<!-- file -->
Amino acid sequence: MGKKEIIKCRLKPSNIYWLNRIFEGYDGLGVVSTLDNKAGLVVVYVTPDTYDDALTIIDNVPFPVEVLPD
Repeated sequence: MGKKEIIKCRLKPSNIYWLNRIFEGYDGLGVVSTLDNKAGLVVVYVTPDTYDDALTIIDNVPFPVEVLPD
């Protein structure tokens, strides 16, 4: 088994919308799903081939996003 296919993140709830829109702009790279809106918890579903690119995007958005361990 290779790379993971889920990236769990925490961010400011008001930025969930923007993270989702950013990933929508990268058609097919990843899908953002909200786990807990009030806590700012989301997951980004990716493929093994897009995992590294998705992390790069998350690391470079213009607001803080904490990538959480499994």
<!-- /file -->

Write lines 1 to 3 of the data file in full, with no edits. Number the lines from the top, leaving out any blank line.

Amino acid sequence: MGKKEIIKCRLKPSNIYWLNRIFEGYDGLGVVSTLDNKAGLVVVYVTPDTYDDALTIIDNVPFPVEVLPD
Repeated sequence: MGKKEIIKCRLKPSNIYWLNRIFEGYDGLGVVSTLDNKAGLVVVYVTPDTYDDALTIIDNVPFPVEVLPD
């Protein structure tokens, strides 16, 4: 088994919308799903081939996003 296919993140709830829109702009790279809106918890579903690119995007958005361990 290779790379993971889920990236769990925490961010400011008001930025969930923007993270989702950013990933929508990268058609097919990843899908953002909200786990807990009030806590700012989301997951980004990716493929093994897009995992590294998705992390790069998350690391470079213009607001803080904490990538959480499994």